30. 30. Education methods. • Callahan and Clark (1983) pragmatism adherents priority the use of problem solving methods and the methods of investigation and discovery (Inquiry and Discovery Method).
  31. 31. Role of Teachers and Students. In pragmatism, learning is always considered to be an individual. In the role of teacher learning is not "pour" knowledge to the students, because this is a fruitless effort.
  32. 32. To help students teachers should play a role: • Provide a various experiences that will bring motivation. Field trips, films, records, and guest experts are examples of activities designed to raise students' interest towards important issues. • Guiding students to formulate specific problem definition. • Guiding plan and individual goals in a group class to be used in solving the problem. • Assist students in collecting information on the problem. Essentially, teachers serve as mentors to the students by introducing skills, understandings, knowledge, and appreciation-appreciation through the use of books, compositions, letters, speakers, films, field trips, television, or the right to use everything. • Class evaluate together what they have learned, how they learned it, and what new information each student find by themselves (Callahan and Clark, 1983).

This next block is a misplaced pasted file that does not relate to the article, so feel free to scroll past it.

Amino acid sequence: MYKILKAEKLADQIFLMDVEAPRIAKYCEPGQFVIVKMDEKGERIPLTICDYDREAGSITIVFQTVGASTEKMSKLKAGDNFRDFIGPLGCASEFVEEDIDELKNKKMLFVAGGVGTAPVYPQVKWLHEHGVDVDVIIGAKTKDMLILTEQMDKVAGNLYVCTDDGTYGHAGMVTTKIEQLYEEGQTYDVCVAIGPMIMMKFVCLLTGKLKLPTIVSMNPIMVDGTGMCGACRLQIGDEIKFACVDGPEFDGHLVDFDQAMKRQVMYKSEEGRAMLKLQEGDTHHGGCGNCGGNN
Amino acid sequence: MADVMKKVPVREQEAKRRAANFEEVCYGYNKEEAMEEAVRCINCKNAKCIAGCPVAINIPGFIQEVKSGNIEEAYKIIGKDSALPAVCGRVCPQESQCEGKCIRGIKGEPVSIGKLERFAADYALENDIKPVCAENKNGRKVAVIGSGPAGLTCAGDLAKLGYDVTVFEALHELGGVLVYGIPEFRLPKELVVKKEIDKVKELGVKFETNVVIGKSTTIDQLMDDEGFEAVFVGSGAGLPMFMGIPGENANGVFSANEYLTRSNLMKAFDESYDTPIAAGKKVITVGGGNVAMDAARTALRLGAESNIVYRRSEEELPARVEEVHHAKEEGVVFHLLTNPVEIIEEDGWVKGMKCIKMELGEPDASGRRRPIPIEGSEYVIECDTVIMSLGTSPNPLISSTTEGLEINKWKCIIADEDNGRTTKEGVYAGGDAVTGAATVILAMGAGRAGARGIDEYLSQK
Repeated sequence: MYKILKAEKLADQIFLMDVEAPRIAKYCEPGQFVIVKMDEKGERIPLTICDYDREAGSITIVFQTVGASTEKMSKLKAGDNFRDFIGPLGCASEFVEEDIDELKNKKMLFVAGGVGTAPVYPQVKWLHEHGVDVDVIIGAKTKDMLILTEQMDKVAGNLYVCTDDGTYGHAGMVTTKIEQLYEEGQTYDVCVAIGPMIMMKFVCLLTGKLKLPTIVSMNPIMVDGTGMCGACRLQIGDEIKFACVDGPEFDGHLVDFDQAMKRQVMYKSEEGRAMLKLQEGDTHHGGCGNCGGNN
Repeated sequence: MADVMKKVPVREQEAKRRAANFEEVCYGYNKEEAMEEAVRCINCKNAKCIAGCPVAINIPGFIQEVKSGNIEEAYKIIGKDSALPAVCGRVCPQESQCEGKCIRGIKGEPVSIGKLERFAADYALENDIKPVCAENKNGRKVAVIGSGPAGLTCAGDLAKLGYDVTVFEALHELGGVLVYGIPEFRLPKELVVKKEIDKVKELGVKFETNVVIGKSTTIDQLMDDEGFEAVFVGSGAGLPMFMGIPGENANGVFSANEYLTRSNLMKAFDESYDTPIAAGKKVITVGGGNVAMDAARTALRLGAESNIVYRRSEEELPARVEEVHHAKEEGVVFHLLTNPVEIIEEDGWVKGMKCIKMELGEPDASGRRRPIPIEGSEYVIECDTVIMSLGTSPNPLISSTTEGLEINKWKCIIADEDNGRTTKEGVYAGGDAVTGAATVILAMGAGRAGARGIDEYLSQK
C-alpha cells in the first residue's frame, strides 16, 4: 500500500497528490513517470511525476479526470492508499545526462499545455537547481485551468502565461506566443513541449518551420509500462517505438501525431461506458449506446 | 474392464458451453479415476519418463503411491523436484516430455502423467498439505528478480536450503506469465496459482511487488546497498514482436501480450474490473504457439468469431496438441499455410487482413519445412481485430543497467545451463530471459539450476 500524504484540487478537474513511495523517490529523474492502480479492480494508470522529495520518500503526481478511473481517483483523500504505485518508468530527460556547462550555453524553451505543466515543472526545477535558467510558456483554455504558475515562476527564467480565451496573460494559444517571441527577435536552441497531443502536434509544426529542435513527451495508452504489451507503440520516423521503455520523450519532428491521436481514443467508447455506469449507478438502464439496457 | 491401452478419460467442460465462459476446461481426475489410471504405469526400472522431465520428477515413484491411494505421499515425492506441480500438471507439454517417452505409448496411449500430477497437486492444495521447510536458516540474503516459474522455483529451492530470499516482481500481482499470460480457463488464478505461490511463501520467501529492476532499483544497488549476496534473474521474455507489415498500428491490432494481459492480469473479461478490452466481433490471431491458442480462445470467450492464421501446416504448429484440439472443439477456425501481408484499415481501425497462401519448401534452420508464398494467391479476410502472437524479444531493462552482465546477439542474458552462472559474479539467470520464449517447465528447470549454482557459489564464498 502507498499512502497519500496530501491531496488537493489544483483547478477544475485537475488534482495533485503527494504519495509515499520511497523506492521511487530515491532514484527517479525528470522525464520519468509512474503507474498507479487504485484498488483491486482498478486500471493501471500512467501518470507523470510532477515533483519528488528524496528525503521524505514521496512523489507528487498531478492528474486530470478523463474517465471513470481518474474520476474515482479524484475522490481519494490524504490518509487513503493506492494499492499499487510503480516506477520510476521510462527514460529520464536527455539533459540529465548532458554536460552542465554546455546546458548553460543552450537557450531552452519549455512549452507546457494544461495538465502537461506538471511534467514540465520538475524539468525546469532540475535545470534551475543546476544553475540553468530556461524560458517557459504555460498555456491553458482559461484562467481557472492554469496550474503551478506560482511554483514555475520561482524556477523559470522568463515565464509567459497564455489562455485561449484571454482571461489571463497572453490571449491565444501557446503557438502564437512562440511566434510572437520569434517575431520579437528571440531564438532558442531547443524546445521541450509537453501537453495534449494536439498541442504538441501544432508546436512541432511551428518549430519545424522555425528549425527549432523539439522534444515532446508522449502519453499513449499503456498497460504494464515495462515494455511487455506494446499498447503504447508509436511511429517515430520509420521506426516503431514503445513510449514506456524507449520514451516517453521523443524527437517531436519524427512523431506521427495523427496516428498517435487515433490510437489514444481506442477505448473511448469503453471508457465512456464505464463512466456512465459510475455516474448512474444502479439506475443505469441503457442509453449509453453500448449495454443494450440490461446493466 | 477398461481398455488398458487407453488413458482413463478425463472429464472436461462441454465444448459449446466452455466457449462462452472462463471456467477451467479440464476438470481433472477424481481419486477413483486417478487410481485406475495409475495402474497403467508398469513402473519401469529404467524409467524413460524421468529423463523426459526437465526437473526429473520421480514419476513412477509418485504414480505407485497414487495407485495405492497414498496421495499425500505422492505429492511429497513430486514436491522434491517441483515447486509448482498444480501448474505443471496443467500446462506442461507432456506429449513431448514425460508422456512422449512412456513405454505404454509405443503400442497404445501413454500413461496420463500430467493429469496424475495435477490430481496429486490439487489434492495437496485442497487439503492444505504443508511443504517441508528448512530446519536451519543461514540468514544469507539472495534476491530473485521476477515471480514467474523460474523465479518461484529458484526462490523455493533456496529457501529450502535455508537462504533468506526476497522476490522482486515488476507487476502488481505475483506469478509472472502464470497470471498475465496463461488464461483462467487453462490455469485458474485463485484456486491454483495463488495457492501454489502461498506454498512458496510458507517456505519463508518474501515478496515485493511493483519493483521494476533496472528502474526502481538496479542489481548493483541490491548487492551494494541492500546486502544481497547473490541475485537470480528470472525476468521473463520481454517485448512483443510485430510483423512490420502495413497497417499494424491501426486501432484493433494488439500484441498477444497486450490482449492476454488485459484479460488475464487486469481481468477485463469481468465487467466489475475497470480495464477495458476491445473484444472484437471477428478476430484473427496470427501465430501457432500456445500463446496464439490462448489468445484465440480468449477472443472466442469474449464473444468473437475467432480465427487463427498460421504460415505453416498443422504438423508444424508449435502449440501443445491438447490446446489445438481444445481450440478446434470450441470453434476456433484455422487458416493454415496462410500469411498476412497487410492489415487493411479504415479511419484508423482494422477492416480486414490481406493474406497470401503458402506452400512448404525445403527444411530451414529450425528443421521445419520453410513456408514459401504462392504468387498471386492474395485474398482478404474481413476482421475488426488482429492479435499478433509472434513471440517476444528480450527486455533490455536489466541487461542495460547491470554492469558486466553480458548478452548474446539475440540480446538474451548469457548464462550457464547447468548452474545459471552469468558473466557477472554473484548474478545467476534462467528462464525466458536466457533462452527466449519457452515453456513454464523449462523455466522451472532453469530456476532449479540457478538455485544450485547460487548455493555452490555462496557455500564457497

33. 33. • The principle that everything is constantly changing, the principle that the best knowledge gained through scientific experimentation is also always changing and are relative, and the principle relitivisme values​​, • . Instead Pragmatism education is seen to have power for the sake of social and cultural change through emphasis development of individual learners. • The difference with Progressivism is that Reconstruction not emphasize societal change and culture through the development of the individual student (child centered), but through social engineering by way of educational / school.